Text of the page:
Hyperion Records

Concerto for two pianos and string orchestra in A minor
composer
1971; first performed by Charles H Webb and Wallace Hornibrook in Melbourne in 1972; dedicated to Alice and Arthur Nagle

Recordings
'Williamson: The Complete Piano Concertos' (CDA68011/2)
Williamson: The Complete Piano Concertos
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Details
Movement 1: Allegro ma non troppo
Movement 2: Lento
Movement 3: Allegro vivo

Concerto for two pianos and string orchestra in A minor
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In the Concerto in A minor for two pianos and string orchestra Williamson employed a series or ‘row’ as a structural device—this time a lengthier one that derives its pitch content from the letters of the names of the two American pianists who premiered the work, Charles H Webb and Wallace Hornibrook. The concerto is in fact dedicated to another duo of American pianists—Alice and Arthur Nagle, who performed the piano duo part in the composer’s In place of belief (with chorus) in Washington in 1971. The concerto was commissioned by the Australia Council and the Astra Chamber Orchestra and was premiered in Melbourne in 1972 by Webb and Hornibrook with the Astra Chamber Orchestra and conductor George Logie-Smith.

The first movement, Allegro ma non troppo, is in 5/4 time and shows the influence of Bartók in its folk-like rhythms and in the texture of its main theme, with its busy string accompaniment and octaves in the piano line. The ‘cipher-row’, as Geoffrey Álvarez terms it in his insightful analytical essay on the work (‘Malcolm’s Dancing Numbers: a study of Malcolm Williamson’s Concerto for two pianos and string orchestra’, 2008; see freespace.virgin.net/geoffrey.alvarez/malcolmsdancingnumbers.pdf), is heard in full in the first entry of Piano I and is subsequently used to form a basis for the entire concerto. It appears in each movement in an intriguing array of forms and, along with a modal ascending and descending scalic theme, creates unity from one movement to the next. In the first movement, the cipher-row is developed into an elaborate canon, while in the central Lento movement, which Williamson described as ‘plainsong-esque’, it is employed in the manner of a cantus firmus. In the final movement, a lively and percussive Allegro vivo, it is heard first in the bass line as an accompaniment to a new theme, then in a contrasting chorale-like passage, before bringing the work to a definitive conclusion when it is condensed into a final accented chord.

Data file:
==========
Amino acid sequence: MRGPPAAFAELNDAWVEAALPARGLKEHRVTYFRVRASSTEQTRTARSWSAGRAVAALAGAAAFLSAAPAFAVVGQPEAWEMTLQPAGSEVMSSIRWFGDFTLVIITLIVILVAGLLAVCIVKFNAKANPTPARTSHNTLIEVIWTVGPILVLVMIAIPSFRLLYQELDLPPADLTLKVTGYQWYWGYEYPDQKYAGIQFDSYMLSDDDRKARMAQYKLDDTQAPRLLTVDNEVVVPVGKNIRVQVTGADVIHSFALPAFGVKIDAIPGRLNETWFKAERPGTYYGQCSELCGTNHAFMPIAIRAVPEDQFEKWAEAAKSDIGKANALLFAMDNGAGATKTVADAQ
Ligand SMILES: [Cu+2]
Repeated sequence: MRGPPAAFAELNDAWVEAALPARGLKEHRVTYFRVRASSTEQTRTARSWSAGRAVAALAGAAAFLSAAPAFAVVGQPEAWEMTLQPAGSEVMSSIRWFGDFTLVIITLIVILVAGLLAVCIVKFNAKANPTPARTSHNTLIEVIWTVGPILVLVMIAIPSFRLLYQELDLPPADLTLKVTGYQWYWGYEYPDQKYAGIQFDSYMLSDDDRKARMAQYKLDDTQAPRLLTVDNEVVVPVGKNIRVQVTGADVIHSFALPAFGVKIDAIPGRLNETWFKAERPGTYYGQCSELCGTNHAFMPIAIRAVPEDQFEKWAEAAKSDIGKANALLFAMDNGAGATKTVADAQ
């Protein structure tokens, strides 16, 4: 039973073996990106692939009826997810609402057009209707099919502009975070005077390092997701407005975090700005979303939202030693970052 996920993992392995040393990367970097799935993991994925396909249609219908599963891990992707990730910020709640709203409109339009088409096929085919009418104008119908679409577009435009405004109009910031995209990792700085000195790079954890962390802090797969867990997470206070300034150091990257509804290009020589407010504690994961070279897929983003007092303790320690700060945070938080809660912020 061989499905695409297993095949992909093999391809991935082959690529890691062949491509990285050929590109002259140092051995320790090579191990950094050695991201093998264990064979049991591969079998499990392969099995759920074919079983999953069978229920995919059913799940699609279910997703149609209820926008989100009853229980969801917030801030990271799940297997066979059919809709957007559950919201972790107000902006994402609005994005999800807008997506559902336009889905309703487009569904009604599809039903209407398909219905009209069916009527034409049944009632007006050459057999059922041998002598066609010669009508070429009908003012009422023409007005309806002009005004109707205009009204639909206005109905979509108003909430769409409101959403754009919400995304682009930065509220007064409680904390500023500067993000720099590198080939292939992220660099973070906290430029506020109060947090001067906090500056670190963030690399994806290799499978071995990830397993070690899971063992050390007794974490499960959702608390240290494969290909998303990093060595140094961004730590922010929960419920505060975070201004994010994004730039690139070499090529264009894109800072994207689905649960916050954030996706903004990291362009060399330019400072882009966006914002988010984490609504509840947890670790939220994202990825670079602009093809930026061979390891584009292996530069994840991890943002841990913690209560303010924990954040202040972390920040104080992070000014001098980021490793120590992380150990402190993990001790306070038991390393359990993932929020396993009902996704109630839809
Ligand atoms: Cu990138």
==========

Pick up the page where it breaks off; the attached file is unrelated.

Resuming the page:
from notes by Carolyn Philpott © 2014

Track-specific metadata
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Details for CDA68011/2 disc 1 track 4
Allegro ma non troppo
Artists
ISRC
GB-AJY-14-01104
Duration
7'07
Recording date
21 July 2012
Recording venue
Federation Concert Hall, Hobart, Tasmania, Australia
Recording producer
Ben Connellan
Recording engineer
Veronika Vincze
Hyperion usage
  1. Williamson: The Complete Piano Concertos (CDA68011/2)
    Disc 1 Track 4
    Release date: March 2014
    2CDs
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